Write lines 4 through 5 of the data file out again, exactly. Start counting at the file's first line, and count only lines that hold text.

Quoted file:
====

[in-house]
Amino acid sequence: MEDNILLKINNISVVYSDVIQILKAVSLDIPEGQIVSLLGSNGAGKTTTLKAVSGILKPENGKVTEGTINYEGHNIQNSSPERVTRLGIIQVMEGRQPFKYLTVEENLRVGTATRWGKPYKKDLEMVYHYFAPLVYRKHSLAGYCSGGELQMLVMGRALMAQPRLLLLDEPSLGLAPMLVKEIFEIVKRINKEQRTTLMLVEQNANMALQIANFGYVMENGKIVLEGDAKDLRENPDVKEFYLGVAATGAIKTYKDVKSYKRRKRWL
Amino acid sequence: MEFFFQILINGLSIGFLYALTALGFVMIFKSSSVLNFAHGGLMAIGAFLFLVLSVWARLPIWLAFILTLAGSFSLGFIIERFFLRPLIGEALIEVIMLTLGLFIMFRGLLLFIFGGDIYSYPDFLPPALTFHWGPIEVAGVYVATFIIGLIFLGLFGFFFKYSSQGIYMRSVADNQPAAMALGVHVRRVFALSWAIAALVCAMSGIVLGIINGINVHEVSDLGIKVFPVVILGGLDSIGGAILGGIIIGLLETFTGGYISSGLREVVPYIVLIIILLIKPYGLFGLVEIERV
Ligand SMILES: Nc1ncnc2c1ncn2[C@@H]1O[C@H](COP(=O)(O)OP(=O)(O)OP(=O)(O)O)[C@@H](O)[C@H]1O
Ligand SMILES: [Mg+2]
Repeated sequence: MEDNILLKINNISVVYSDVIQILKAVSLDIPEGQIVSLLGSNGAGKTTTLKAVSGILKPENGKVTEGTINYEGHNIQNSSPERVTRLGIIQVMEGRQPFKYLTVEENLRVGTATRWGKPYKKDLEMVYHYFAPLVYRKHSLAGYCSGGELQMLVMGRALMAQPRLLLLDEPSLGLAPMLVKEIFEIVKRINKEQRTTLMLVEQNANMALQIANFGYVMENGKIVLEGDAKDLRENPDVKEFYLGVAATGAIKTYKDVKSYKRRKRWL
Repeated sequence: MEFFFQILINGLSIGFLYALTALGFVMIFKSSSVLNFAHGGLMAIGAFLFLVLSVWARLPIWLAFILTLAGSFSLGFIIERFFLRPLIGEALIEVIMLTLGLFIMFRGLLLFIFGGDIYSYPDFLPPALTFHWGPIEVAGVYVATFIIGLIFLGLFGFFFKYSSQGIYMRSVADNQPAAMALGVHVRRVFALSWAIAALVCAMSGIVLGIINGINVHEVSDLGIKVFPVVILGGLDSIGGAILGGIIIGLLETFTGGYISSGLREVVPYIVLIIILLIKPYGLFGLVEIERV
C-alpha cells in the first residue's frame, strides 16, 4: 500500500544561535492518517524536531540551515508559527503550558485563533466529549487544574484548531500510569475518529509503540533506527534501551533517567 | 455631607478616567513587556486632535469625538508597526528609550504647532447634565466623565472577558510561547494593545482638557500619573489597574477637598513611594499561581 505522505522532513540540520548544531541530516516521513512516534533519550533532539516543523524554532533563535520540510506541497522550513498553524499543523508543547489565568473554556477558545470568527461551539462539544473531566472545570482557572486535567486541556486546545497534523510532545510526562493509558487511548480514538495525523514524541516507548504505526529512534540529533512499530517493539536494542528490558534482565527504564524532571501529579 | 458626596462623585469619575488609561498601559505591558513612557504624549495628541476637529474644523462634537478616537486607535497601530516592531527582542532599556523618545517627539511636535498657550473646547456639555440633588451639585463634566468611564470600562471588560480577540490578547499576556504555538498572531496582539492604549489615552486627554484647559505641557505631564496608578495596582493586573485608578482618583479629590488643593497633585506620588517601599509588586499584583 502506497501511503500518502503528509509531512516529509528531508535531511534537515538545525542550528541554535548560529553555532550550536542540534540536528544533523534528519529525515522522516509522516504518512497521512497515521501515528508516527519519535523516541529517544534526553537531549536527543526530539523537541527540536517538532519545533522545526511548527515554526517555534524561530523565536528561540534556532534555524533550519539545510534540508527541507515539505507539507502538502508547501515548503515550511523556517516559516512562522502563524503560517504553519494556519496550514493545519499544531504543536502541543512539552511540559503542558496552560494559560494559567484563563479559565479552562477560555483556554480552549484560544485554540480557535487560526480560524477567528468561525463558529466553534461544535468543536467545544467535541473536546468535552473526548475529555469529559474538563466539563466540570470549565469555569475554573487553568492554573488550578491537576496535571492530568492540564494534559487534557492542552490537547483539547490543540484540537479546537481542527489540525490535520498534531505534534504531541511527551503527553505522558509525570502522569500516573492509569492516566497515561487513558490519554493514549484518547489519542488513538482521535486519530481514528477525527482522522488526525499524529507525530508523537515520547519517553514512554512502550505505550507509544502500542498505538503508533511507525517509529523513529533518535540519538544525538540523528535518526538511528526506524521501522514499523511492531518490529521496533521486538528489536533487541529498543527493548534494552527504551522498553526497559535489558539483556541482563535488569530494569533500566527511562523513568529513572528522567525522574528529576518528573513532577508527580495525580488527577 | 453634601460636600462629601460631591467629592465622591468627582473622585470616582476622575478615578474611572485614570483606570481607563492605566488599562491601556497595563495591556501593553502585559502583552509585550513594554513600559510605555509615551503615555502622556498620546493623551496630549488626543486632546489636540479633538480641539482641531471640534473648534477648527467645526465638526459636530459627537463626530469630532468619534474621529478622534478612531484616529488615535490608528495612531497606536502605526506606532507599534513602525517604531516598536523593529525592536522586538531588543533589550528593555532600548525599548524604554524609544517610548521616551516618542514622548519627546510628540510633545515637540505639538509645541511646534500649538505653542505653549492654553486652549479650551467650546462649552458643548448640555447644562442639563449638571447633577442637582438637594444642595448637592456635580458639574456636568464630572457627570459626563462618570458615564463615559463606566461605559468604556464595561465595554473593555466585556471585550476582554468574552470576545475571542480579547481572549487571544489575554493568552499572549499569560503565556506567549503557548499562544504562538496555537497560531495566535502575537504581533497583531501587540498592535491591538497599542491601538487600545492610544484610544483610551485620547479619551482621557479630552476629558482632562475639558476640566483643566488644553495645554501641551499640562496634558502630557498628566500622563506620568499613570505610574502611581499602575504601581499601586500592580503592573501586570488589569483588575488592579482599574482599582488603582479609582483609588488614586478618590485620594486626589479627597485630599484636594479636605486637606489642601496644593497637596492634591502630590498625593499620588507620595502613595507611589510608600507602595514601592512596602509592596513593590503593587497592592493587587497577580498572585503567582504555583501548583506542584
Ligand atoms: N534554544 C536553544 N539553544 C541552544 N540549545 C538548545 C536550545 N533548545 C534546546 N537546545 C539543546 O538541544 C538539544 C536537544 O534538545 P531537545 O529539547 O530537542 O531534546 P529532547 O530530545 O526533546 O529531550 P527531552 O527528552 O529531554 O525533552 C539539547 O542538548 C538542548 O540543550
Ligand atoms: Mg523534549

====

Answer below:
Ligand SMILES: Nc1ncnc2c1ncn2[C@@H]1O[C@H](COP(=O)(O)OP(=O)(O)OP(=O)(O)O)[C@@H](O)[C@H]1O
Ligand SMILES: [Mg+2]